End of an era as Spain suffer another shock World Cup exit

Veteran playmaker Andres Iniesta retired after Spain's surprise World Cup exit and coach Fernando Hierro admitted the country's game needs to change to meet modern football's demands, with a golden era of success over.

Spain dominated the ball against Russia, making a World Cup record 1,137 passes over 120 minutes, in an exhibition of possession football that was reminiscent of how they strangled teams during their victorious 2010 World Cup campaign.
Except eight years on, football has changed, and Spain have not.
Hosts Russia triumphed 4-3 on penalties to reach the World Cup quarter-finals on Sunday after a surprising 1-1 draw in Moscow, which could spell the end of an era for La Roja.
Former coach Julen Lopetegui, sacked on the eve of the tournament, appeared to have found a way to make Spain’s possession game more threatening and direct, but his interim replacement Fernando Hierro was unable to coax that from his players as they crashed out in Russia.
Legendary playmaker Andres Iniesta retired in the immediate aftermath of the defeat, the former Barcelona midfielder calling time on his international career at 34.
It was Iniesta who scored the most important goal in Spain’s history in South Africa, in extra-time to help them beat Netherlands in the 2010 final, but he could not intervene after coming on as a substitute against Russia.
Meanwhile Barcelona defender Gerard Pique, who conceded the penalty Russia equalized with, previously stated he would retire from national team duty after the tournament.
Spain’s entire campaign was a disaster. It was not as brutally obvious as the debacle in Brazil four years ago, when Netherlands gained revenge by crushing them 5-1 in their opening fixture, but the details do not make for happy reading.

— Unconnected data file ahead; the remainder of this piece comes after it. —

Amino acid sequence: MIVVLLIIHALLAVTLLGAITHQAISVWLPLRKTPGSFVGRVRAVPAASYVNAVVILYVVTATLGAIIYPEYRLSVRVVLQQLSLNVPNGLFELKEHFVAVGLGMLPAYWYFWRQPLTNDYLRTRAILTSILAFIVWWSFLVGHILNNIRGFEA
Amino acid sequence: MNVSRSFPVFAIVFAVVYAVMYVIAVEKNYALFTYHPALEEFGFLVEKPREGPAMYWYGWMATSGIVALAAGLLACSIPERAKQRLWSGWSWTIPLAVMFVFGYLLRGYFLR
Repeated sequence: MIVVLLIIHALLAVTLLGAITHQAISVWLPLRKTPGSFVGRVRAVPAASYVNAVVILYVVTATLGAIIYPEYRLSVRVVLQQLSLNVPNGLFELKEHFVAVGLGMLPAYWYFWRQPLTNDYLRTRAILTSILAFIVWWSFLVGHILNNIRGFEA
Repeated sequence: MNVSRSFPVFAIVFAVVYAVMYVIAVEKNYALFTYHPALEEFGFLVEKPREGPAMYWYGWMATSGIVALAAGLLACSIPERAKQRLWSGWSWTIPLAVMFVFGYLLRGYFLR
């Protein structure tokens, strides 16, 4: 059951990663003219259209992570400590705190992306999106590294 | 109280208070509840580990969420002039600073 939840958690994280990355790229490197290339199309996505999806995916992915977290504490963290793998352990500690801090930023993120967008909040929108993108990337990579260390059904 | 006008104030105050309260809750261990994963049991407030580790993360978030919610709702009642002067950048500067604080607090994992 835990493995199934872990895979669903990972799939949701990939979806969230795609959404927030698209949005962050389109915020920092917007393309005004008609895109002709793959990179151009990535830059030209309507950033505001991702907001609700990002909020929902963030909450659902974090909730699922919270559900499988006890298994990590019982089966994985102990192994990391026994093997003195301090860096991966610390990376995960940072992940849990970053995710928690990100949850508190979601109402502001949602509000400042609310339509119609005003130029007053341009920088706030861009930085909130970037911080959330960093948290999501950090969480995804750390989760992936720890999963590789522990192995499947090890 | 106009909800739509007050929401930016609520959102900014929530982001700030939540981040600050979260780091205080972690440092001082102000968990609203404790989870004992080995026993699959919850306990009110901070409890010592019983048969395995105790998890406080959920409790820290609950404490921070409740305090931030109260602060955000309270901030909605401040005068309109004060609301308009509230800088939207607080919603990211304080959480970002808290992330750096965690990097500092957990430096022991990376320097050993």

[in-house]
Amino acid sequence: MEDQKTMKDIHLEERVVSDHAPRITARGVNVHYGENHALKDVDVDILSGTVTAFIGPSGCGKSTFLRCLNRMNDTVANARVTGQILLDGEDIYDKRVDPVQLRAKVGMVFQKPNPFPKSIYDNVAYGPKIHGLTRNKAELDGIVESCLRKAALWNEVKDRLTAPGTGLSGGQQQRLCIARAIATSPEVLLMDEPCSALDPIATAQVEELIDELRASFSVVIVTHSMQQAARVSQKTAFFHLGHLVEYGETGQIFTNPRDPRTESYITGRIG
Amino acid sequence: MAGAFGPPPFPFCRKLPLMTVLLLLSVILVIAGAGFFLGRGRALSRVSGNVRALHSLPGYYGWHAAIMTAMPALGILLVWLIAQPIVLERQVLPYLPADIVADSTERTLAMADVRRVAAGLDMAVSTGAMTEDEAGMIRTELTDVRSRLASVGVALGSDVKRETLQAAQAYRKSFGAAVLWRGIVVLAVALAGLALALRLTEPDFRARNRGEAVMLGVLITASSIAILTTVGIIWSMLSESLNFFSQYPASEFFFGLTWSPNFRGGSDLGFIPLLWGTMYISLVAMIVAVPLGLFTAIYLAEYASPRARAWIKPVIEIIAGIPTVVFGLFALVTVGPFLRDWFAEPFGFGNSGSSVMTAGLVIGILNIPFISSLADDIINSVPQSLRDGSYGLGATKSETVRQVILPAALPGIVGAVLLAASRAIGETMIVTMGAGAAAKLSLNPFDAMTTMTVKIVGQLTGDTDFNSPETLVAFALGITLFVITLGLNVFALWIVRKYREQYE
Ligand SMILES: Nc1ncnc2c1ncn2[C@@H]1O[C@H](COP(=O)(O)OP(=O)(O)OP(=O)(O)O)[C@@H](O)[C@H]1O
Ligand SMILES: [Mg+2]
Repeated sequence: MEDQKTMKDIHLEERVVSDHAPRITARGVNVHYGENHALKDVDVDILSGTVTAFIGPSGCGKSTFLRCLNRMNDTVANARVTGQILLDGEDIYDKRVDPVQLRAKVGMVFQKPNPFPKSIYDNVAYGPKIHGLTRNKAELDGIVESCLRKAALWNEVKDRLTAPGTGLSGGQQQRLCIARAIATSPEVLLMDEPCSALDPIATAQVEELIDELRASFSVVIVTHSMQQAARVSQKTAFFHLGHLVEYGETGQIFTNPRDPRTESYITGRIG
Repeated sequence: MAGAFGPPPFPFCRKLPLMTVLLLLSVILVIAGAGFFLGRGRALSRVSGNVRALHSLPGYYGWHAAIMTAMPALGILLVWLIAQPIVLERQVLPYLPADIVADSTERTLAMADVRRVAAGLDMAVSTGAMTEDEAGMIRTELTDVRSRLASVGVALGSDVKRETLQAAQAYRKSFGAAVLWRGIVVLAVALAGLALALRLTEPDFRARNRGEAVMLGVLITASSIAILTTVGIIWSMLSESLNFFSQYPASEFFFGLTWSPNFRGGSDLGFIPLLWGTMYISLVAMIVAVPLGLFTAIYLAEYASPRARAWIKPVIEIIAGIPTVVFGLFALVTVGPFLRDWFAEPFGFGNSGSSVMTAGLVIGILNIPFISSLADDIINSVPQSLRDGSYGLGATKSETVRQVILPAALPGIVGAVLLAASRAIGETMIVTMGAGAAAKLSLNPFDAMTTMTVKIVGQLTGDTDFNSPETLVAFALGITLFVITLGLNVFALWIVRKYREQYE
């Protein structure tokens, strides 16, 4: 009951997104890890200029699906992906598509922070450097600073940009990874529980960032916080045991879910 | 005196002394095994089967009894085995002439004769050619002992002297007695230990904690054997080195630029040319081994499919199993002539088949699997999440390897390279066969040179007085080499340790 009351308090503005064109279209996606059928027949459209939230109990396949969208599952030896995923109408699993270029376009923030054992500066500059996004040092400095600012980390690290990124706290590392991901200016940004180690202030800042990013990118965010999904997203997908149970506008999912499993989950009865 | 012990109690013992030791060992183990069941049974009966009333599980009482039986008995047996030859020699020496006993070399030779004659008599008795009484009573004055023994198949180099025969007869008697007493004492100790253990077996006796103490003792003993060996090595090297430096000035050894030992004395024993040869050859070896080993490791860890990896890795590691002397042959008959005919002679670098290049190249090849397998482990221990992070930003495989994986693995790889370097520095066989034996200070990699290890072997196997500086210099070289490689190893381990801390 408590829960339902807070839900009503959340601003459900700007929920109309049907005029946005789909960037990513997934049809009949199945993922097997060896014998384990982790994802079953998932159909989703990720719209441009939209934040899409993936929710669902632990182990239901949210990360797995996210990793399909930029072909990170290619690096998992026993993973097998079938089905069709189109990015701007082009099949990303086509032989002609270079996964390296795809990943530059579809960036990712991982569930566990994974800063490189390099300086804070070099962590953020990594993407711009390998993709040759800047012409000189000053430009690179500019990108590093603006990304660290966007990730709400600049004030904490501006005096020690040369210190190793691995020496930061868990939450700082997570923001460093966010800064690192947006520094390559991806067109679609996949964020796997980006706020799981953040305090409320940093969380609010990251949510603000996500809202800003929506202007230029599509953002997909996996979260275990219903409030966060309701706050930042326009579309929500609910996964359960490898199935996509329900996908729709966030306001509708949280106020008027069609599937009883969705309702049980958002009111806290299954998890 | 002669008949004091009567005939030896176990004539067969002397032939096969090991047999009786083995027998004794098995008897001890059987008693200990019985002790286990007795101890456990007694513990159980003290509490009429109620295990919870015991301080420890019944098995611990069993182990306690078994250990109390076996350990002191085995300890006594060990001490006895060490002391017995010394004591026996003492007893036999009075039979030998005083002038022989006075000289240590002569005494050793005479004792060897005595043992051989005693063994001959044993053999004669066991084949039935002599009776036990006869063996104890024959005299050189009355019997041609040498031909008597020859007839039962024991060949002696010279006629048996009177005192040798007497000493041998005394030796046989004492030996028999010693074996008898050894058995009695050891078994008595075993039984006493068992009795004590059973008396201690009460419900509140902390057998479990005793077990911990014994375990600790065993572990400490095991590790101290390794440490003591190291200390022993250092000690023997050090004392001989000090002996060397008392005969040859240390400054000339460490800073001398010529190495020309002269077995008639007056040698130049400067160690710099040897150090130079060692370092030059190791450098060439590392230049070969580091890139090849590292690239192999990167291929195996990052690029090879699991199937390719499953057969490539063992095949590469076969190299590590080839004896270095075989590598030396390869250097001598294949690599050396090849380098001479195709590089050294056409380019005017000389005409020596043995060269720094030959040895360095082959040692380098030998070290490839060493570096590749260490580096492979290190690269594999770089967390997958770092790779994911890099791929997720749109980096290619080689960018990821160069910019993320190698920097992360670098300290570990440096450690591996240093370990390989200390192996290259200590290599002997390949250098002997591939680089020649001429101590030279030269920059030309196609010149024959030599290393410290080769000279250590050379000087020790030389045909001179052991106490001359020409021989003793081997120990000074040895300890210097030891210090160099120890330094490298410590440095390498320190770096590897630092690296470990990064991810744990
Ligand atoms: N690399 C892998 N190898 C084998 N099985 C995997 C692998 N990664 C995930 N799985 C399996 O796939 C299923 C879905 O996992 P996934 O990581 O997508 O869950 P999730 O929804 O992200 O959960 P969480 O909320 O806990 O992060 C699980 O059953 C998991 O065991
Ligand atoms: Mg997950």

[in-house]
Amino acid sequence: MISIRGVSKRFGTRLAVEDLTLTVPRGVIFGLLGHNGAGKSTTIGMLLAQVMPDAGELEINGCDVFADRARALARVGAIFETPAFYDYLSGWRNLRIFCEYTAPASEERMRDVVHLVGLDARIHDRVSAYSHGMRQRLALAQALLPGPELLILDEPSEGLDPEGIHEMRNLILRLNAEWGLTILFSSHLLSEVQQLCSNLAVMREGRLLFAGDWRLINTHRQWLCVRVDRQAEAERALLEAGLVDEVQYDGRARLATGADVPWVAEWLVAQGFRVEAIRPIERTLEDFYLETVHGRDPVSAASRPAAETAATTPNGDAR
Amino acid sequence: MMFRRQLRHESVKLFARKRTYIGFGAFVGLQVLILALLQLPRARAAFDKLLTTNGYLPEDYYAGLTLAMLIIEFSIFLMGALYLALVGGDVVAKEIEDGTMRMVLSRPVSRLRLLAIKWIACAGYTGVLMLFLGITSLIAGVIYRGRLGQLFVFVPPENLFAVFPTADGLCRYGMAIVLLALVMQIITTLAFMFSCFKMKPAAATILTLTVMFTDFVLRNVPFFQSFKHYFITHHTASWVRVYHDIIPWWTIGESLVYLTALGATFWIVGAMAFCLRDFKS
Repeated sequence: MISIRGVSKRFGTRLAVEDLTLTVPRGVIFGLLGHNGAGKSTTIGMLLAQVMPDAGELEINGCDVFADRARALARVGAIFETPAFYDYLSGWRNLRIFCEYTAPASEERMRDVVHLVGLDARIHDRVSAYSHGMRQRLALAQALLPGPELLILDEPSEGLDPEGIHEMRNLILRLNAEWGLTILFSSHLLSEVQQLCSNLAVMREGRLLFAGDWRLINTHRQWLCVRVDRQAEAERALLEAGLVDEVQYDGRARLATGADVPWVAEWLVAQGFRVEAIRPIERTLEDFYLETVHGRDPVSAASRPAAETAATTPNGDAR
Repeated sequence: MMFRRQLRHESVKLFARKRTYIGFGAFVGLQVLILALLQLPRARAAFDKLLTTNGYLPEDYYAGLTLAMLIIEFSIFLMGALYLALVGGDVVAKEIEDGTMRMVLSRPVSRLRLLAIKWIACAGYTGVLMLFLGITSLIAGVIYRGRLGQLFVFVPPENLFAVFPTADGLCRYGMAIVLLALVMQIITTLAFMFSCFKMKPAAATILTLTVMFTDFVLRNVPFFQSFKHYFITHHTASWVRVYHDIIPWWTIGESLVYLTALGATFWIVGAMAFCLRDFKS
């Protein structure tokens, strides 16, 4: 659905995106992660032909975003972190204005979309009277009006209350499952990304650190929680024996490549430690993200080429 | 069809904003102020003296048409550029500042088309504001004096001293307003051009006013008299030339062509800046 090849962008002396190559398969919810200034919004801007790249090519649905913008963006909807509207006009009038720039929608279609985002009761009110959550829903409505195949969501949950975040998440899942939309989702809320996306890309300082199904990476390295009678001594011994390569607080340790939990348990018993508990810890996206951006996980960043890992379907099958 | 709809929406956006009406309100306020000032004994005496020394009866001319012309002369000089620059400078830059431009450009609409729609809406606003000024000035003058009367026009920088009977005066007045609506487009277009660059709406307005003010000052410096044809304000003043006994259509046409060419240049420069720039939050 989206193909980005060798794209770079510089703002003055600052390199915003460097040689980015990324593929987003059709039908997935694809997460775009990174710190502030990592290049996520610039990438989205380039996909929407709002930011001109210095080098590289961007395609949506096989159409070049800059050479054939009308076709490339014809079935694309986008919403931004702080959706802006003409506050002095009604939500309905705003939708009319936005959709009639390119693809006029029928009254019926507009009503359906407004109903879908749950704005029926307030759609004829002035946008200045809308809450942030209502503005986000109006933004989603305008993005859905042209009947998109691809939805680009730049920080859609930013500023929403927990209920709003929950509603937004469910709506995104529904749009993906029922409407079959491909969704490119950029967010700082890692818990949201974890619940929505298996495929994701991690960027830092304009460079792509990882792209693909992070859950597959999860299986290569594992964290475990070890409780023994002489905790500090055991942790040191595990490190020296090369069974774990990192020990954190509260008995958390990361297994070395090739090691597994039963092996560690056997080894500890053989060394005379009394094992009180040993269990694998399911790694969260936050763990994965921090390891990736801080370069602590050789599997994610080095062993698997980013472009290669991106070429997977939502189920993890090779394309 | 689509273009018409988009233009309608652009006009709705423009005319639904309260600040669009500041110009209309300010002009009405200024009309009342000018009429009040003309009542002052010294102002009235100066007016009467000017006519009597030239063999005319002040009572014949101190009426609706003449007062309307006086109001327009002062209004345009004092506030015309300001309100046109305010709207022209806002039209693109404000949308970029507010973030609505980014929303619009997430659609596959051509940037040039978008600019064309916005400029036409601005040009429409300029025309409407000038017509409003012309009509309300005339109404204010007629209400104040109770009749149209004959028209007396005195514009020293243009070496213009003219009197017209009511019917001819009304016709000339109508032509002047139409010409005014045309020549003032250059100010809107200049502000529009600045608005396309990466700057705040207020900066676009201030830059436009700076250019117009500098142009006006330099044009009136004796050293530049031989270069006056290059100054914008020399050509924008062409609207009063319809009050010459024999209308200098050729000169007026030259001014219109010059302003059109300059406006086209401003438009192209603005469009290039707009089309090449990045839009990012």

Beyond Spanish FA chief Luis Rubiales’s egotistic decision to sack Lopetegui for agreeing a deal to become Real Madrid’s next manager after the tournament, huge flaws were laid bare.
Without Lopetegui’s guidance, Spain resorted to passing football which did not penetrate, in particular finding it hard to break down Iran’s defence in the group stage as well as Russia in the last 16.
"We played at a level and with a style that nobody had done before. We won three major tournaments back to back," Hierro said, referring to Euro 2008, the 2010 World Cup and Euro 2012.
"Now we are in 2018, and many things have changed. We see people are playing with a defence of five, which we thought had been forgotten. There are also a lot of direct balls, and quick transitions, everything is changing. Trends change."
While blaming Hierro for Spain’s flaws is harsh, considering how little time he had to prepare, he may not be kept on by Rubiales.
"We feel hurt by this, knocked out by an opponent not on our level," said the Spanish FA chief. "We will look at (Hierro’s future) over the next few weeks and announce the decision when it is made."
Spain managed just one win in the entire competition, a slim 1-0 victory over Iran, drawing 3-3 with Portugal and 2-2 with Morocco, before the Russia defeat.
Captain Sergio Ramos admitted there would be changes in the squad but also insisted there was reason to be optimistic, as well as proud of Spain's previous success.
"We have a team that can keep dreaming," said the Real Madrid centre-back. "There will be some players who come in and others who leave, but they will always have this pride."
Whether Hierro continues in charge or not, the next challenge for Spain is to develop their game along the lines Lopetegui highlighted, with more speed and incision than they managed to show over four matches in Russia.
There are few obvious replacements for Hierro, who will hope he is given the chance to show he can be the man to lead Spain into the future

Monday, July 2nd 2018
By Rik Sharma,

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